More than half of all young people want to start their own businesses, irrespective of whether they are male or female, according to research published today.
A study for the business education charity Businessdynamics found that 53 per cent of school students would like to become entrepreneurs - the first time there has been a majority since the survey began in 2001.
The traditional gender gap is also closing dramatically, with 51 per cent of female students aspiring to become entrepreneurs compared with just 35 per cent last year. The figure for male students was 55 per cent.
There was a marked regional variation, however, with 56 per cent of young people in England wanting to become entrepreneurs against just 38 per cent in Scotland. The charity attributed the rise in female interest in starting up a business to role models such as the author JK Rowling and the singer Charlotte Church who were both mentioned as sources of inspiration. Only 27 per cent of the 400 students surveyed by GfK NOP for Businessdynamics had a family member who ran their own business.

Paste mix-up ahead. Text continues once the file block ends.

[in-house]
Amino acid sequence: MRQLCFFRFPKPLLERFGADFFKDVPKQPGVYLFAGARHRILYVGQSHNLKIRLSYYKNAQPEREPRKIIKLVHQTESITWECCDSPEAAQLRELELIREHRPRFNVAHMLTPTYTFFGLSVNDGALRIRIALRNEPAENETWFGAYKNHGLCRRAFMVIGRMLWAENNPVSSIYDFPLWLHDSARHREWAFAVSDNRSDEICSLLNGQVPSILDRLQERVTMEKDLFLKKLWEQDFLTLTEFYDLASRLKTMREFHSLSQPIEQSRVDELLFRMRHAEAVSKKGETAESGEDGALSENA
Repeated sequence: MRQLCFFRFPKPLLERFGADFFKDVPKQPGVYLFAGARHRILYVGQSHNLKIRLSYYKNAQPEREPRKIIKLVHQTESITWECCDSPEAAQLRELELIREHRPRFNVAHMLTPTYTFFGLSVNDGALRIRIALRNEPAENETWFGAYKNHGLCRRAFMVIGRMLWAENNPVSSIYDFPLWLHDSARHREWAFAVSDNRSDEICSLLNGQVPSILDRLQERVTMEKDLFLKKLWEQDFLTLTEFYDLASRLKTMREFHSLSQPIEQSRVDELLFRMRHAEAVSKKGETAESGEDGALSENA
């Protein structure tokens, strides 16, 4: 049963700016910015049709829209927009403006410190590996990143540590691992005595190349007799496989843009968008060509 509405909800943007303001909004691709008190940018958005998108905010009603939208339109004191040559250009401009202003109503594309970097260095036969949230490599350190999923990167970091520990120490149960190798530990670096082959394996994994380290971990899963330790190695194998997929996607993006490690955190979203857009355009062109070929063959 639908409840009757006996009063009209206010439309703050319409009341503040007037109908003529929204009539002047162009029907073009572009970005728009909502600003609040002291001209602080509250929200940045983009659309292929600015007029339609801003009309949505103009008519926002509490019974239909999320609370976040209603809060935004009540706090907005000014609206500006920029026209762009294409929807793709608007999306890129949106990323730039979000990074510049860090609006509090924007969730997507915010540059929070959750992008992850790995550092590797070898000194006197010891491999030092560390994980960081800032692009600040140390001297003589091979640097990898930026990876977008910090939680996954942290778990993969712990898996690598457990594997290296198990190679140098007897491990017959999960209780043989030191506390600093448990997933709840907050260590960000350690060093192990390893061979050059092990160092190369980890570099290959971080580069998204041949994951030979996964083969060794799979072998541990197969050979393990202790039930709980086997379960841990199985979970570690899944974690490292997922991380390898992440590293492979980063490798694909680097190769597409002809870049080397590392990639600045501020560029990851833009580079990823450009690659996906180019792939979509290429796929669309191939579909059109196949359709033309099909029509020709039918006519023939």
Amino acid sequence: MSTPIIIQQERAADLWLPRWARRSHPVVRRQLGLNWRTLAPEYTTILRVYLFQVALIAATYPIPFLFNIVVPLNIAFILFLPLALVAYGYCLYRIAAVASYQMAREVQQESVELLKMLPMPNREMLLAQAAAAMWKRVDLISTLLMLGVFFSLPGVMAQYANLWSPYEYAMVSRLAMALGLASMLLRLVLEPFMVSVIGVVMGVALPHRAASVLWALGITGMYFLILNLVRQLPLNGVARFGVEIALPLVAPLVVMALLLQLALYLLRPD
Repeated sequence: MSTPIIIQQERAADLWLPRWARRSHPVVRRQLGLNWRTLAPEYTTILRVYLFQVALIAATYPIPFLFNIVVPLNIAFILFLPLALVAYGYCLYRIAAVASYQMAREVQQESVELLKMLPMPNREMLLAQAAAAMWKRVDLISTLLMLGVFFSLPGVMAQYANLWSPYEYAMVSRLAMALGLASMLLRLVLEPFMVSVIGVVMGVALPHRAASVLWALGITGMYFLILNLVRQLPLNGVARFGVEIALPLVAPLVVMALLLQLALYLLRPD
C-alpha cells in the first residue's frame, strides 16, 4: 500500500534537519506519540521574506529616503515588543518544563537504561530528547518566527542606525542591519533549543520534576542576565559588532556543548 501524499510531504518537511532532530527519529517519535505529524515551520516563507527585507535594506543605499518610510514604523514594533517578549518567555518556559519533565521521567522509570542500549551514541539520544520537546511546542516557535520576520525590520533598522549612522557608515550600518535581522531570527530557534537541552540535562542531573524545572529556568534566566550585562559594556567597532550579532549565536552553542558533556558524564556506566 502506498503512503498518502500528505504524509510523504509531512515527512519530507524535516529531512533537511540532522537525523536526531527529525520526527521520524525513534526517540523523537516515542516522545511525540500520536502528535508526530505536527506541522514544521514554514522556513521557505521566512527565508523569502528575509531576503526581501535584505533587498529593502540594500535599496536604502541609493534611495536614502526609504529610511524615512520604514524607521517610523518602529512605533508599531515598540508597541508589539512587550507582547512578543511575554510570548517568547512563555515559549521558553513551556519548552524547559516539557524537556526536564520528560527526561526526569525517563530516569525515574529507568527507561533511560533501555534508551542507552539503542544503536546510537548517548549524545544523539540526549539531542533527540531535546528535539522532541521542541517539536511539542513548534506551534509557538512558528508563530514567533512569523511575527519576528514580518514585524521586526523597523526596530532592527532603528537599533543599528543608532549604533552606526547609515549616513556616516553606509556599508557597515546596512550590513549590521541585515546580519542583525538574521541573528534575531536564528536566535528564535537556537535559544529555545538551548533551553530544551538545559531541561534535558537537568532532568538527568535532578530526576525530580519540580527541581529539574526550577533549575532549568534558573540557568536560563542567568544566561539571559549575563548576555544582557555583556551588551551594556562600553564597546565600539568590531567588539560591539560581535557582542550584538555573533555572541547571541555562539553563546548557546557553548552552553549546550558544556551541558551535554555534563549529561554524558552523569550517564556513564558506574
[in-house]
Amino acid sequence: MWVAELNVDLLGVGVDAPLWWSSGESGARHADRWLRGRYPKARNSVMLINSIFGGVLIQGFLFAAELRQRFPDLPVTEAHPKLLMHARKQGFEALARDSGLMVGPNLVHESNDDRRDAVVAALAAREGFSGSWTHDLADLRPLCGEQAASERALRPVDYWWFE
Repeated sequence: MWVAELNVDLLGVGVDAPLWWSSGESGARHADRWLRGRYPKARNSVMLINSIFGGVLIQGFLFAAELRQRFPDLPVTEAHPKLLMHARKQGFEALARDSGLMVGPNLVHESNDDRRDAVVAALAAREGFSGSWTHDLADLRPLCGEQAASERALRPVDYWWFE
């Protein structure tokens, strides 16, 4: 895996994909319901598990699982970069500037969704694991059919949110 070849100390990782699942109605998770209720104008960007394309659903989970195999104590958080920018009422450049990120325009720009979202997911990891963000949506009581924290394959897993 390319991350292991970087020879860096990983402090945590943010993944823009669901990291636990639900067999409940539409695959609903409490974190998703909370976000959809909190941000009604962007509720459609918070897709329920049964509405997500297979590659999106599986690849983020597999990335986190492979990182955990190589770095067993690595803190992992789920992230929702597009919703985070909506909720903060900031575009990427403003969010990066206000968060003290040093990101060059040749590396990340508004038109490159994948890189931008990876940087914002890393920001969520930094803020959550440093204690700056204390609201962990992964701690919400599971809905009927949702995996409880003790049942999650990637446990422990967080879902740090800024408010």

Sir Paul Judge, the chairman of the charitable group, said: "Successful economies need new businesses and we are delighted by the research findings. However, encouraging young people to want to be more entrepreneurial is just the first step. Giving them the skills and knowledge to make it a reality is the key."
The stigma of failure was not seen as a deterrent to becoming an entrepreneur - 88 per cent of those surveyed said the owner should be encouraged to try again.Reuse content